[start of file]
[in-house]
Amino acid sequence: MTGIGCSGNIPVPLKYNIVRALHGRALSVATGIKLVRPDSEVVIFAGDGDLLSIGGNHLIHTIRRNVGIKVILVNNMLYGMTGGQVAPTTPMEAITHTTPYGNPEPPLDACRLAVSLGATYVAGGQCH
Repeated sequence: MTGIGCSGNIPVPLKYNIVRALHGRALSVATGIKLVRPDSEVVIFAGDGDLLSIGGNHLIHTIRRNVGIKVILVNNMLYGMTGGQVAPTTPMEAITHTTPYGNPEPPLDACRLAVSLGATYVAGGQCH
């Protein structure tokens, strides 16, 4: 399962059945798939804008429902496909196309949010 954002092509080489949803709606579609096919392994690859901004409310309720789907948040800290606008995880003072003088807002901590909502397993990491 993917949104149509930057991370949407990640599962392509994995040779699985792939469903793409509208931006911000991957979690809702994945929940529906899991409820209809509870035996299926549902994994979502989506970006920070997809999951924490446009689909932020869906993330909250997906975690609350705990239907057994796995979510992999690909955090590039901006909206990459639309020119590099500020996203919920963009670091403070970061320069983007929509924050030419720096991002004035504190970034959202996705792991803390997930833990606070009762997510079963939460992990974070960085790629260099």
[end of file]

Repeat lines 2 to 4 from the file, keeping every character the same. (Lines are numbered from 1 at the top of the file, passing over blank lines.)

Amino acid sequence: MTGIGCSGNIPVPLKYNIVRALHGRALSVATGIKLVRPDSEVVIFAGDGDLLSIGGNHLIHTIRRNVGIKVILVNNMLYGMTGGQVAPTTPMEAITHTTPYGNPEPPLDACRLAVSLGATYVAGGQCH
Repeated sequence: MTGIGCSGNIPVPLKYNIVRALHGRALSVATGIKLVRPDSEVVIFAGDGDLLSIGGNHLIHTIRRNVGIKVILVNNMLYGMTGGQVAPTTPMEAITHTTPYGNPEPPLDACRLAVSLGATYVAGGQCH
């Protein structure tokens, strides 16, 4: 399962059945798939804008429902496909196309949010 954002092509080489949803709606579609096919392994690859901004409310309720789907948040800290606008995880003072003088807002901590909502397993990491 993917949104149509930057991370949407990640599962392509994995040779699985792939469903793409509208931006911000991957979690809702994945929940529906899991409820209809509870035996299926549902994994979502989506970006920070997809999951924490446009689909932020869906993330909250997906975690609350705990239907057994796995979510992999690909955090590039901006909206990459639309020119590099500020996203919920963009670091403070970061320069983007929509924050030419720096991002004035504190970034959202996705792991803390997930833990606070009762997510079963939460992990974070960085790629260099």